Comedian Louie Anderson wrote in his most recent book, The F Word: How to Survive Your Family, that "we all have dark times."
How well we get through them "is a measure of who we are and how well we've come to accept things," he noted.
For the 50-year-old funnyman, who performs today through Saturday at the Baltimore Improv, laughter has been his coping mechanism of choice, and it is a survival strategy that has made him a nationally known standup comic and television personality.
"It seems that my comedy comes from my life experiences," said the former Family Feud game-show host, calling Tuesday from Los Angeles.
That means his routines include jokes about many somber moments.
The 10th of 11 children, he grew up in the projects of St. Paul, Minn. His father was a drinker; his mother, "a saint," he said. Problems with gambling followed Anderson on his rise to fame.
"I come from an alcoholic family, and alcohol can manifest its way into a lot of different compulsions," he said.
"All the fun stuff, eating, drinking, gambling, I'm not the type of person to just do a little of it. A lot of people try to have fun with it, [but] I tried to make a living out if it, and it doesn't work. [Doing it] was not about having fun anymore," added Anderson, who left his Minnesota home in 1981 after winning that year's Midwest Comedy Competition.
For most of his more-than-two-decades career that has transpired since, Anderson has centered his material on the connections between his problems and those in his family.
"I don't think people realize that the essence of who they are, the essence of what they do and the essence of where they're headed in their life is a result of being like their family or desperately trying to paint another scenario," he said.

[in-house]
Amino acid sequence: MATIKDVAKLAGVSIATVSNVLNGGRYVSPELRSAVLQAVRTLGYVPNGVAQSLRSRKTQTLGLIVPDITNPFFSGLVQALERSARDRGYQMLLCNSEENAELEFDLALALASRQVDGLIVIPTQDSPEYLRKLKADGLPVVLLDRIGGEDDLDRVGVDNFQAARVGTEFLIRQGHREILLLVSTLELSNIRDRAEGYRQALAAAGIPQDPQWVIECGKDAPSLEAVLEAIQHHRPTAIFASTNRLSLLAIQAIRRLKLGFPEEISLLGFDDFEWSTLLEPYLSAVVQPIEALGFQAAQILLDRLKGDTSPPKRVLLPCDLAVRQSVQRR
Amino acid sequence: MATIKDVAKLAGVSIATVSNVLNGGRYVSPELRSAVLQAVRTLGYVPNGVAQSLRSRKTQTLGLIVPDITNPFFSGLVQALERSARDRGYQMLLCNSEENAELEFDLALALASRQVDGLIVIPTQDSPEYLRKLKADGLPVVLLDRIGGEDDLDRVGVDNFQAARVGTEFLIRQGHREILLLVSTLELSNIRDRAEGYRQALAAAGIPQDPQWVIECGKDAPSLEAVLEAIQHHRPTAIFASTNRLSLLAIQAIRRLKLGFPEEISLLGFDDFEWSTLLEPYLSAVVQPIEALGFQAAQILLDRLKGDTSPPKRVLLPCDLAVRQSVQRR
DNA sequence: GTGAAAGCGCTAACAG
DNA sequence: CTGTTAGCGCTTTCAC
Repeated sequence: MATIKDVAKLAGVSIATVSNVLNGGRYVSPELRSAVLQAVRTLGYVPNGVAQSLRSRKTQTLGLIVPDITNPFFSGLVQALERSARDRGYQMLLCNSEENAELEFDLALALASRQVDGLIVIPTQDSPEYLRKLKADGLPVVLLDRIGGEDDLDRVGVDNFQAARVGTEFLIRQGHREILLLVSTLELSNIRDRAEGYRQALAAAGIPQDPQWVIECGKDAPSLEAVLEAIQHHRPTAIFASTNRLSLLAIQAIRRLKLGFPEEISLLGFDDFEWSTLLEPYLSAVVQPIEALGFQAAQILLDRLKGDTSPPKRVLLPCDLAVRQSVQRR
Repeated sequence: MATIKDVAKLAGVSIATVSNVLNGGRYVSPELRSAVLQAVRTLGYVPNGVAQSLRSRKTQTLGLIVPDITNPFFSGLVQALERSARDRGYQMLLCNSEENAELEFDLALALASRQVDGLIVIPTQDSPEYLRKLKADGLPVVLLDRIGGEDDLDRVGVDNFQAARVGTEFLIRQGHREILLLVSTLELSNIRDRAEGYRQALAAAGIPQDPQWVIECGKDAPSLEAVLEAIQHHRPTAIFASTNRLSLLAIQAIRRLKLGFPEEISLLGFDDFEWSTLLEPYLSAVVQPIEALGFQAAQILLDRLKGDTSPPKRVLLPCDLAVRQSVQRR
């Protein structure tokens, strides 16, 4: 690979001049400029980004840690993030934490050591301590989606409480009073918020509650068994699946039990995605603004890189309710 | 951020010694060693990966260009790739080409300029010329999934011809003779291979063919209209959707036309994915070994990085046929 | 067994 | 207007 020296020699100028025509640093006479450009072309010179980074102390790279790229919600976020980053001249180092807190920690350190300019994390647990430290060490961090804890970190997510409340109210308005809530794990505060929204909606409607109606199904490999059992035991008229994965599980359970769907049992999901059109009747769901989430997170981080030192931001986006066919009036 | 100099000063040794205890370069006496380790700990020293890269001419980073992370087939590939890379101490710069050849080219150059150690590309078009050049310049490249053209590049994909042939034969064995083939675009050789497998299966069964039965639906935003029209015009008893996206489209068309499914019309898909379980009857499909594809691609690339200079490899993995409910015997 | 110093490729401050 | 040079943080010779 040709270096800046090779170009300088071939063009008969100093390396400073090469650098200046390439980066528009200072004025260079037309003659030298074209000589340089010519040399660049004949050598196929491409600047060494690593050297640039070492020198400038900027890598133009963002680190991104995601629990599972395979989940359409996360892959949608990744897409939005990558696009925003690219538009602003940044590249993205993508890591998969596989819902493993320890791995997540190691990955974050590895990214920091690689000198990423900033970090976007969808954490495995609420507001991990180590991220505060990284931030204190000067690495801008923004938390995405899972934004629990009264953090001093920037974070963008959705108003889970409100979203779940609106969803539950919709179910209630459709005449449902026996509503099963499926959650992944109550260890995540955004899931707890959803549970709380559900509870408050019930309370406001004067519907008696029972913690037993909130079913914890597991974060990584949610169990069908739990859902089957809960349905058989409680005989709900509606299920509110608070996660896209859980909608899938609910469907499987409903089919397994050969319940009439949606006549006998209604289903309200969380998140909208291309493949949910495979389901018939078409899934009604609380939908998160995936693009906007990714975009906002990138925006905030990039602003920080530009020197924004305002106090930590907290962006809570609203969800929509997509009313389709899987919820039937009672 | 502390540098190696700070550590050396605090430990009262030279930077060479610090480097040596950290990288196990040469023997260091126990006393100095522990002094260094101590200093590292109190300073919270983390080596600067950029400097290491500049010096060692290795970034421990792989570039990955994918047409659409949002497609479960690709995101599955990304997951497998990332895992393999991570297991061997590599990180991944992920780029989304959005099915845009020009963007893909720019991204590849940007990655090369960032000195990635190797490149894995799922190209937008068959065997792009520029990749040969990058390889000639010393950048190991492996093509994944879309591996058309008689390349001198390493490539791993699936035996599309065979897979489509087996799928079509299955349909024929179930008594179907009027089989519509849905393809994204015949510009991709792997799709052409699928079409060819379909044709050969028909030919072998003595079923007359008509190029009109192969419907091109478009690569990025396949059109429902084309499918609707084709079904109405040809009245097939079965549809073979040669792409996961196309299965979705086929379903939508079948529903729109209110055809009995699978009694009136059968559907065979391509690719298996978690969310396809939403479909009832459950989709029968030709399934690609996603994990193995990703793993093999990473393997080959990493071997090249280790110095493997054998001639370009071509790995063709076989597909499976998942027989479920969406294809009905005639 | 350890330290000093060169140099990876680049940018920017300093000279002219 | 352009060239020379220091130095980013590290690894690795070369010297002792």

And though he "gets along pretty good" with his relatives, Anderson said his family-focused jokes have in the past caused strife with his kin.
"They get mad at me sometimes ... but they know that I'm not out to do them in," he said.
After all, Anderson contended, the point of his schtick is to work through his personal issues and problems by joking about them, which, in turn, allows others to relate and even laugh at themselves, too.
In other words, he said, his relatives are as strange as the next person's -- and so are yours.
"I think the great thing about my comedy is that I don't feel so alone, and I think that the people coming to see it don't feel like they are all alone with a crazy family" either.
"We're all in the same boat."
The Baltimore Improv is at 6 Market Place in the Power Plant Live complex. Tickets are $25. For more information, call 410-727-8500, or visit www.baltimoreimprov.com.
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